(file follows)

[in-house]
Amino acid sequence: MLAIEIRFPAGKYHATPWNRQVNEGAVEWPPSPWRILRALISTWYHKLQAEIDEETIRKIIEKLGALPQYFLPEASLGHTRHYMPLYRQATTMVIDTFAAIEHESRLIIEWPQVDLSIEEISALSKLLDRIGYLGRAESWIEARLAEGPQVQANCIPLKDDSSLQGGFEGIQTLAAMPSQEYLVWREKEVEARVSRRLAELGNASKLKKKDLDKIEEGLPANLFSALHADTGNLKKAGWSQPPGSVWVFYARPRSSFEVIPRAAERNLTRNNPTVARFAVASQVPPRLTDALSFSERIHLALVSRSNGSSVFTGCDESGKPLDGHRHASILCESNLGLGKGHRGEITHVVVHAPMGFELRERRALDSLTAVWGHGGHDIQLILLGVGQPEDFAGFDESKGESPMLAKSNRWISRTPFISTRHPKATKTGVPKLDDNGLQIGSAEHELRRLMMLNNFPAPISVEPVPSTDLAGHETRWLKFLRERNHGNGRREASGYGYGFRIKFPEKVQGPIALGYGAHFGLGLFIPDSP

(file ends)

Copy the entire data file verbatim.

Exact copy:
[in-house]
Amino acid sequence: MLAIEIRFPAGKYHATPWNRQVNEGAVEWPPSPWRILRALISTWYHKLQAEIDEETIRKIIEKLGALPQYFLPEASLGHTRHYMPLYRQATTMVIDTFAAIEHESRLIIEWPQVDLSIEEISALSKLLDRIGYLGRAESWIEARLAEGPQVQANCIPLKDDSSLQGGFEGIQTLAAMPSQEYLVWREKEVEARVSRRLAELGNASKLKKKDLDKIEEGLPANLFSALHADTGNLKKAGWSQPPGSVWVFYARPRSSFEVIPRAAERNLTRNNPTVARFAVASQVPPRLTDALSFSERIHLALVSRSNGSSVFTGCDESGKPLDGHRHASILCESNLGLGKGHRGEITHVVVHAPMGFELRERRALDSLTAVWGHGGHDIQLILLGVGQPEDFAGFDESKGESPMLAKSNRWISRTPFISTRHPKATKTGVPKLDDNGLQIGSAEHELRRLMMLNNFPAPISVEPVPSTDLAGHETRWLKFLRERNHGNGRREASGYGYGFRIKFPEKVQGPIALGYGAHFGLGLFIPDSP